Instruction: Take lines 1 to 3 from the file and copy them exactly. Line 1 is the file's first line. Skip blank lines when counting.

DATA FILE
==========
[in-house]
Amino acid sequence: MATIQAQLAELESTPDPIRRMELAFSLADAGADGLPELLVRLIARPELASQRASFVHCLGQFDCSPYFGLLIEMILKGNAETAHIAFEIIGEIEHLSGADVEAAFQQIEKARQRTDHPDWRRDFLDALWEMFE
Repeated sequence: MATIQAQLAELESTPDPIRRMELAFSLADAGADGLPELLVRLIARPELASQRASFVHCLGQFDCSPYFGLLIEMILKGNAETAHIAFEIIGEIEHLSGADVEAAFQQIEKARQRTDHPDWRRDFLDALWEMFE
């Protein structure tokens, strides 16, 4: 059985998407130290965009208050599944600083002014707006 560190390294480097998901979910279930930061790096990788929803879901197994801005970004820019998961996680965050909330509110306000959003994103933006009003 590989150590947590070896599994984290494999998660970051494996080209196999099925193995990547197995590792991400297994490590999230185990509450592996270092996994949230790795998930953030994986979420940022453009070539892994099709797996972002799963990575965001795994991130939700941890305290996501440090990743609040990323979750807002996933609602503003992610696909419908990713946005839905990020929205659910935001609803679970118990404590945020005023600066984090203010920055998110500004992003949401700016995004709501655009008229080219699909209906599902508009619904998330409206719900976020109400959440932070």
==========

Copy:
[in-house]
Amino acid sequence: MATIQAQLAELESTPDPIRRMELAFSLADAGADGLPELLVRLIARPELASQRASFVHCLGQFDCSPYFGLLIEMILKGNAETAHIAFEIIGEIEHLSGADVEAAFQQIEKARQRTDHPDWRRDFLDALWEMFE
Repeated sequence: MATIQAQLAELESTPDPIRRMELAFSLADAGADGLPELLVRLIARPELASQRASFVHCLGQFDCSPYFGLLIEMILKGNAETAHIAFEIIGEIEHLSGADVEAAFQQIEKARQRTDHPDWRRDFLDALWEMFE